I personally think the advantages of LEDs far outweigh the risks.
We noticed some lamps changing color at Smithsonian American Art and worked with DOE and CREE to detail the mechanisms behind the changes. Our report on color change on LEDs can be found in the link below. Its worth noting Halogen lamps can also change color over time; I am currently having some problems with one manufactures Halogen IR lamps changing color.
The takeaway from this report is that while LED products may not maintain their color quality throughout the claimed life of 25-50,00 hours, most high quality LEDs will last long enough to pay for themselves though a simple payback of reduced utility bills. It is hard to guess how long products will last to museum standards; for high quality LED chips made in the last few months my guess is they will look good for 9-12,000 hours, maybe longer (please see report above for details). The length of payback will vary depending on the utility rates in your region, but saving energy is a good idea just about everywhere.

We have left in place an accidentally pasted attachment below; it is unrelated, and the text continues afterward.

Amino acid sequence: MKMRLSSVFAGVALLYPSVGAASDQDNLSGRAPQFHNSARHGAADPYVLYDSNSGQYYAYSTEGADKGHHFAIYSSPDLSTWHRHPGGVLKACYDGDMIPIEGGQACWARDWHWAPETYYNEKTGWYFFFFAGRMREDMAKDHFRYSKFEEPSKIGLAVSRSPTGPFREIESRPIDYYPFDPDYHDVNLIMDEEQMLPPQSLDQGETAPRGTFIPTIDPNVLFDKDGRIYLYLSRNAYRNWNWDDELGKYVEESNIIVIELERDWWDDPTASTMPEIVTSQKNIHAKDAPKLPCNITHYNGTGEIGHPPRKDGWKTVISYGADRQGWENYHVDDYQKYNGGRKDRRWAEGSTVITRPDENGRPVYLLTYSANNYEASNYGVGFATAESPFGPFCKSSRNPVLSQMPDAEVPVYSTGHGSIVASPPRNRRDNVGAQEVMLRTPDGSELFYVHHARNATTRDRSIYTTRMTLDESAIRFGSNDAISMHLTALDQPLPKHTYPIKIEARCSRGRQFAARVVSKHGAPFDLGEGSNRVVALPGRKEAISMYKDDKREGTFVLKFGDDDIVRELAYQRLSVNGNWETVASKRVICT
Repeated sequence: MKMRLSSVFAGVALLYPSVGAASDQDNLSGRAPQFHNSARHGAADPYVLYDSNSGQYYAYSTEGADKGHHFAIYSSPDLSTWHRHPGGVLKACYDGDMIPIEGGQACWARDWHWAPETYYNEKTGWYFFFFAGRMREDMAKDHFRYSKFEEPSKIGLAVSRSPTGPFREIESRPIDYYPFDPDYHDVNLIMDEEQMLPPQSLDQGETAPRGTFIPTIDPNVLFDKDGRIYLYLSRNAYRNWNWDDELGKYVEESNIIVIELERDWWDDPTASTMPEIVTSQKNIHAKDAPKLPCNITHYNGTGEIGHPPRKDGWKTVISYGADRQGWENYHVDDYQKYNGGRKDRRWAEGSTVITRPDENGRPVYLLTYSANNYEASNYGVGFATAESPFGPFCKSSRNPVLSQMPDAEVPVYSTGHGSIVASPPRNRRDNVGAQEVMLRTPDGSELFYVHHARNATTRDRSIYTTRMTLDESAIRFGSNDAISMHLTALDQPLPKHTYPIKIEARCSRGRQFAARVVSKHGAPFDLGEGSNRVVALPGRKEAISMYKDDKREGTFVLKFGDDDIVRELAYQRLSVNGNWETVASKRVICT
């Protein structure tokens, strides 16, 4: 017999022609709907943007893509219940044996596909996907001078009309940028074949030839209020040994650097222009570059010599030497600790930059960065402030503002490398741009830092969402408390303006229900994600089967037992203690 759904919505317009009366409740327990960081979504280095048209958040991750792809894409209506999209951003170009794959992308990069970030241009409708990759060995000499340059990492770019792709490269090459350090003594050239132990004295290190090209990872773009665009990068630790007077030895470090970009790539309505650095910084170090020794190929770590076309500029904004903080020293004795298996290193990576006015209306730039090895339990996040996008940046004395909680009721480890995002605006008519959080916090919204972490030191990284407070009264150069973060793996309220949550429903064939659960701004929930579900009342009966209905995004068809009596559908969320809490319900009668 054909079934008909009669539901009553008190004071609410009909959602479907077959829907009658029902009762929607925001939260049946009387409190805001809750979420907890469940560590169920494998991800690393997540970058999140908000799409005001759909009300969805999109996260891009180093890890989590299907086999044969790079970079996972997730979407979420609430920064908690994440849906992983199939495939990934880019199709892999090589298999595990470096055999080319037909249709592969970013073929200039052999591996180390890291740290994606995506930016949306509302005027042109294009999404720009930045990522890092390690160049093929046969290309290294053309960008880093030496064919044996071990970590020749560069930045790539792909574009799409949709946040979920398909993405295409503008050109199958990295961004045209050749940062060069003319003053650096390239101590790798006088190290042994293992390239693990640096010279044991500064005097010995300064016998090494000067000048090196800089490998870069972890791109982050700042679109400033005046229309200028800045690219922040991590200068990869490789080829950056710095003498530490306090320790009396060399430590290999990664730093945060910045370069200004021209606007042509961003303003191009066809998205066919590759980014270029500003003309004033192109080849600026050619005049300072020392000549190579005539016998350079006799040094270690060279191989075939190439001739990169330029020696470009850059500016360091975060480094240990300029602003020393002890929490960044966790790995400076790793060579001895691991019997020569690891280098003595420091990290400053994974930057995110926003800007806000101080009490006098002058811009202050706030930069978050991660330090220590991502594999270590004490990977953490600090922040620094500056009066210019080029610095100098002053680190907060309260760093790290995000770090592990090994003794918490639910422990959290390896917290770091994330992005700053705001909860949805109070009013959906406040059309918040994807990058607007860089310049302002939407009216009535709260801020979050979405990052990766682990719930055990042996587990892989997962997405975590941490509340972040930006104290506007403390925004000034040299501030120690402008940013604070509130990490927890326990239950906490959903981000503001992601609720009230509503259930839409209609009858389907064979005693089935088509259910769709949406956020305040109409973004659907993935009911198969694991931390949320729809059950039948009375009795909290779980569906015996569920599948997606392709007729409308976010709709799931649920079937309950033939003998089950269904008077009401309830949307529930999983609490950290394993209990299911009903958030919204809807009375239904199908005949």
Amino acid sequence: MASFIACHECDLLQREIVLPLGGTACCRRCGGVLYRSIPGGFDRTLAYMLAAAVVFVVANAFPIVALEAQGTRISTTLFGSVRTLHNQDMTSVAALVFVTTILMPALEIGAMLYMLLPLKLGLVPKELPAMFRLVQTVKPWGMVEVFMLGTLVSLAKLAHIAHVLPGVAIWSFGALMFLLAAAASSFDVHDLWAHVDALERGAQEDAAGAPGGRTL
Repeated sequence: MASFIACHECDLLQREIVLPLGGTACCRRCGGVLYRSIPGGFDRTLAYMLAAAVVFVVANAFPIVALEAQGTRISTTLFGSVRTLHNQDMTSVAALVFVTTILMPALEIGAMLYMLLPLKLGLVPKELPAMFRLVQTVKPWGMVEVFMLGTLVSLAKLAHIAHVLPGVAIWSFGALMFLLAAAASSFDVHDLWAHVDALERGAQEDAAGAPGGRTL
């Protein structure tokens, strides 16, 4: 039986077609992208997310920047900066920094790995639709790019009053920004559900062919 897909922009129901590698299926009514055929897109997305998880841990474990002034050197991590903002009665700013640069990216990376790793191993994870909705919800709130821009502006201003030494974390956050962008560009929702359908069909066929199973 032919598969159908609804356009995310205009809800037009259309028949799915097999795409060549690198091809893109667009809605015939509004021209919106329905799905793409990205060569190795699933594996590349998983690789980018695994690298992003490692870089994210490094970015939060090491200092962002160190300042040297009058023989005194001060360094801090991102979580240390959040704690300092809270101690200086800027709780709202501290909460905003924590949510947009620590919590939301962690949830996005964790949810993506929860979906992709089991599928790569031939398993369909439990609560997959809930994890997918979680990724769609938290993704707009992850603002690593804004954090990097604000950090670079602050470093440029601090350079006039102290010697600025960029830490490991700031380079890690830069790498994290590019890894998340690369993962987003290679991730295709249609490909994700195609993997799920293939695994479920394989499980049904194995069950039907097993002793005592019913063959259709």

Lastly, fixtures made with remote source LED technology will likely last their rated life and often come with good warranties. However, track lighting fixtures using remote phosphors are often: more expensive, more difficult to focus into small beams of light and less energy efficient then the competing chip on board LED technologies.
Hiring a lighting designer is the best way to work through these complexities to find good solutions for your particular museum.